The Basics of Baby Savings Accounts
Here’s what you need to know about setting up a bank account for your newborn.
CONGRATULATIONS! The stork has just delivered a bouncing baby boy or adorable girl. But alas, the big-beaked bird forgot advice on how to save money for your new addition. How about a baby bank account?
“It’s a great idea,” says Judith Corprew, executive vice president, chief compliance and risk officer at Patriot Bank N.A. “Compound interest does best with a very long runway. If you start, even by socking away $5 or $10 a week, the power of growth will do wonders, but it is also an opportunity to indoctrinate children into understanding how to save for their future.”
Here’s what to know to get started.
As with any type of savings account, you’ll need some information and paperwork to get started. Your setup checklist includes:
- Your name and baby’s name on account
- Your ID, such as your driver’s license or some other official proof of identity
- Baby’s birth certificate
- Enough money to meet the account minimum. Whenever possible, select an account option that has no minimum balance requirements and charges no fees.
- A quick check on other minimums. These will apply to monthly balance and deposits. Each will vary depending on the bank or credit union you select.
Once you have that all in order, go to a bank branch. Opening an account for a baby and in both of your names isn’t like opening a personal account online or by phone, so the in-person assistance will be helpful. (Don’t worry, baby won’t have to sign for anything.)
If you just can’t wait and want to open an account before your baby is here, you can do that – but it will be under your name and your Social Security number, as your baby doesn’t have an assigned number – or perhaps even a name – yet. Once baby is here, a banker can help you add all of the necessary information to the baby savings account.
Convenience. Making deposits to a baby savings account is as easy as with any checking or savings account.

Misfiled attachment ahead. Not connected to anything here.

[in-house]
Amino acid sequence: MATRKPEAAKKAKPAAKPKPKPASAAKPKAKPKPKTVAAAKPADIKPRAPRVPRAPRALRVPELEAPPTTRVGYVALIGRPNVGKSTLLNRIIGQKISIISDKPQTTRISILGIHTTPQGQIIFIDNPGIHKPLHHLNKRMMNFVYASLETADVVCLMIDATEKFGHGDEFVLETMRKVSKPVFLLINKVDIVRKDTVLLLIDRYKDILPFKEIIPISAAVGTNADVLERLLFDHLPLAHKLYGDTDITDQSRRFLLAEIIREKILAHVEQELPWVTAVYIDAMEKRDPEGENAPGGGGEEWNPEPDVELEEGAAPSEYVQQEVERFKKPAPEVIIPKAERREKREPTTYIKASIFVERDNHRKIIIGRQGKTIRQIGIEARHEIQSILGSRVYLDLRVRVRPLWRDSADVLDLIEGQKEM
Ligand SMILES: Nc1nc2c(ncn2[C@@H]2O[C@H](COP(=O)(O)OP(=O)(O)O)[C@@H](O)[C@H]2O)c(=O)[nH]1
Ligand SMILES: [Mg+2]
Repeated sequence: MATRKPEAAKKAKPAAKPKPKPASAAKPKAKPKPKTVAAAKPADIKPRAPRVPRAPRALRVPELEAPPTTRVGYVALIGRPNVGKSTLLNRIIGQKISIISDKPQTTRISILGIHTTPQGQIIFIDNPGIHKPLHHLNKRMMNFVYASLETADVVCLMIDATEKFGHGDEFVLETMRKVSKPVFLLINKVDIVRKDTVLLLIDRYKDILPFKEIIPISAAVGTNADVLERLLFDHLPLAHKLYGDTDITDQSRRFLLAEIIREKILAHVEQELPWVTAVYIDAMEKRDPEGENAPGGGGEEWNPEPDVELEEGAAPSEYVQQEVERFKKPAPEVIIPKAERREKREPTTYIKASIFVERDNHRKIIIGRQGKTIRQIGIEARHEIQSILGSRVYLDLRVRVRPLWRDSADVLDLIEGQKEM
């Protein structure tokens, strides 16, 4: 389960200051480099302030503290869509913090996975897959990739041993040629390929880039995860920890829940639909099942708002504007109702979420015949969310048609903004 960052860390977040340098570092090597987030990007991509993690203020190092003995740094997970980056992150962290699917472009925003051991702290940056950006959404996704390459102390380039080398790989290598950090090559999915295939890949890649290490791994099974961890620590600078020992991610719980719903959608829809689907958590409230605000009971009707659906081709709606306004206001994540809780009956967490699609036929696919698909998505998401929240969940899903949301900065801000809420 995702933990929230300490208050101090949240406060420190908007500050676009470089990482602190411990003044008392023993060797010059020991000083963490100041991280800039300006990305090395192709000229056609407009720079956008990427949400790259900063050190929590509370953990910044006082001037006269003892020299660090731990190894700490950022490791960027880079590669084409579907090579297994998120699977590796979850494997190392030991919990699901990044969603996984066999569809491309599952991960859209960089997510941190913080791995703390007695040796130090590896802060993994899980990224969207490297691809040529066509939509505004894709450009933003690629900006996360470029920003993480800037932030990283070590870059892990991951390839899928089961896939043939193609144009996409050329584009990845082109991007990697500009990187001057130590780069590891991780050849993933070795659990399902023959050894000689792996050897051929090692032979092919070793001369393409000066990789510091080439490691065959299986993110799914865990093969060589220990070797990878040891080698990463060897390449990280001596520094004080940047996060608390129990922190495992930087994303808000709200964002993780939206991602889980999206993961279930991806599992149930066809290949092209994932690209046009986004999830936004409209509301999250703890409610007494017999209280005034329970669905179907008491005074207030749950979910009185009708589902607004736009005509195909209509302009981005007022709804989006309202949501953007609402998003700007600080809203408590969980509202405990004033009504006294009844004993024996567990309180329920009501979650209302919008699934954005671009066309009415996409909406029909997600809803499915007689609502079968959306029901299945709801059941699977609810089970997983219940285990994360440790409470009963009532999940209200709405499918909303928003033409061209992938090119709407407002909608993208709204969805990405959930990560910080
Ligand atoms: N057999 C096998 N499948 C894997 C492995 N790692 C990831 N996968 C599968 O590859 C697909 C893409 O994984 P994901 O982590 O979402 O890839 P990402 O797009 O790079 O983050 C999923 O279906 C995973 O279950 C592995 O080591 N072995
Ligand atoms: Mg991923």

Ideal for “set it, and forget it” automatic deposits. An automatic deposit of just $10 weekly, contributed over 18 years with a starting balance of $100, will turn into about $11,500 by the time your kid turns 18, assuming a typical 2% interest rate.
“Even if the amount is small, eventually you’ll see these deposits add up and grow over time,” says Tim Sheehan, the CEO and co-founder of Greenlight, a company that offers debit cards for kids. “When your child is of age, you can show them the meaningful growth and begin instilling good saving habits.”
Later lessons on saving. As your child grows, making deposits – especially at a local bank branch – will be a valuable experience in managing personal finance and will teach them the habit of saving regularly. Walking up to a bank teller window is a very adult thing to do.
Tax advantages. You’re the custodian of the account, but the account belongs to the minor. And since babies usually do not make enough money to pay taxes, their interest income is not taxed.
Weak returns. Interest returns on saving accounts can be as low as 0.01% annual percentage yield. At that rate, money isn’t going to compound effectively over time.
Account fees. Some banks will charge a monthly maintenance fee, often $5 or less, if your account doesn’t meet a minimum balance. And that can eat up your money – fast. As of April 2019, a Chase savings account offered the aforementioned 0.01% APY and charged a $5 monthly fee if you carry less than the minimum balance. Based on these terms, a $100 account you start at birth and then leave alone will be worth $40 by the time baby hits age 1. Not exactly a happy birthday, is it?
Rules on withdrawals. Banks are highly regulated by the Federal Reserve, and Regulation D, or Reg D for short, limits you to six transactions per month on certain transfers and withdrawals from your savings account, though this does not apply to ATM or in-branch transactions. As for a personal rule, consider this: A baby savings account, especially since it’s meant to build a baby nest egg, is best left untouched where withdrawals are concerned.
529 plan. This is a special savings account for education-related expenses such as tuition, meal plans and computers. It provides for investment growth and tax advantages that are similar to retirement accounts.
Other types of investment accounts. An index fund, for example, is an investment account tied to a certain index, such as the S&P 500, which is based on the stock values of 500 large companies. So the fate of baby’s money is connected to how well the index does – and in the case of the S&P, the growth rate was 7.41% between April 2018 and April 2019.
The Growth on Investment Accounts Versus Savings Accounts
Placing $100 in a savings account and leaving it alone for 18 years at 2% APY would be worth $143. How does that same 18-year scenario fare against investment options?
- Between April 2001 and April 2019, the S&P 500 has gone up 157.44%, a yearly average of 8.75% – making a $100 investment worth $257.44 in 18 years.
- In a 529 college savings plan, $100 compounded at 8% annually would be worth $400. What’s more, the growth is tax-free; however, there are strict limits that require the money be spent on education-related expenses. The baby who grows up to want a sports car may not exactly be thrilled with that, though lower tuition costs are always nice.